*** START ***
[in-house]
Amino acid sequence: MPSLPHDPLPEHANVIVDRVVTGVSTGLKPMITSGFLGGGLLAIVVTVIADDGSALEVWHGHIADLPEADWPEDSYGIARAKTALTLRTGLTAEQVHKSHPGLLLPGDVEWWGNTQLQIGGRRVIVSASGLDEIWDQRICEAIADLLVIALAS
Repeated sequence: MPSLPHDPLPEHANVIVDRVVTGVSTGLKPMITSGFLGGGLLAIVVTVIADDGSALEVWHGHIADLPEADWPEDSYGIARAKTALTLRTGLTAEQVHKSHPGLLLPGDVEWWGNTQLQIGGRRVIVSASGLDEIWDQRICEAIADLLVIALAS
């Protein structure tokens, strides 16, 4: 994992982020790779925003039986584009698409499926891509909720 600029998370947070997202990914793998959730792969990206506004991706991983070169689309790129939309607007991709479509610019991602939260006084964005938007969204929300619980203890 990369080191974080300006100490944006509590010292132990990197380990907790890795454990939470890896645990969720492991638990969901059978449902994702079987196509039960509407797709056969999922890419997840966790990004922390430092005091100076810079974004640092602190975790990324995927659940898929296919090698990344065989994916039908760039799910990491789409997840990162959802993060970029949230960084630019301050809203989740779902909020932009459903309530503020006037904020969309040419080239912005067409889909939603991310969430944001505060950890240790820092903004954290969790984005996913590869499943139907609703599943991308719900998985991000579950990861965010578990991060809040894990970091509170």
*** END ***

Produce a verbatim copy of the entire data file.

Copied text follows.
[in-house]
Amino acid sequence: MPSLPHDPLPEHANVIVDRVVTGVSTGLKPMITSGFLGGGLLAIVVTVIADDGSALEVWHGHIADLPEADWPEDSYGIARAKTALTLRTGLTAEQVHKSHPGLLLPGDVEWWGNTQLQIGGRRVIVSASGLDEIWDQRICEAIADLLVIALAS
Repeated sequence: MPSLPHDPLPEHANVIVDRVVTGVSTGLKPMITSGFLGGGLLAIVVTVIADDGSALEVWHGHIADLPEADWPEDSYGIARAKTALTLRTGLTAEQVHKSHPGLLLPGDVEWWGNTQLQIGGRRVIVSASGLDEIWDQRICEAIADLLVIALAS
């Protein structure tokens, strides 16, 4: 994992982020790779925003039986584009698409499926891509909720 600029998370947070997202990914793998959730792969990206506004991706991983070169689309790129939309607007991709479509610019991602939260006084964005938007969204929300619980203890 990369080191974080300006100490944006509590010292132990990197380990907790890795454990939470890896645990969720492991638990969901059978449902994702079987196509039960509407797709056969999922890419997840966790990004922390430092005091100076810079974004640092602190975790990324995927659940898929296919090698990344065989994916039908760039799910990491789409997840990162959802993060970029949230960084630019301050809203989740779902909020932009459903309530503020006037904020969309040419080239912005067409889909939603991310969430944001505060950890240790820092903004954290969790984005996913590869499943139907609703599943991308719900998985991000579950990861965010578990991060809040894990970091509170």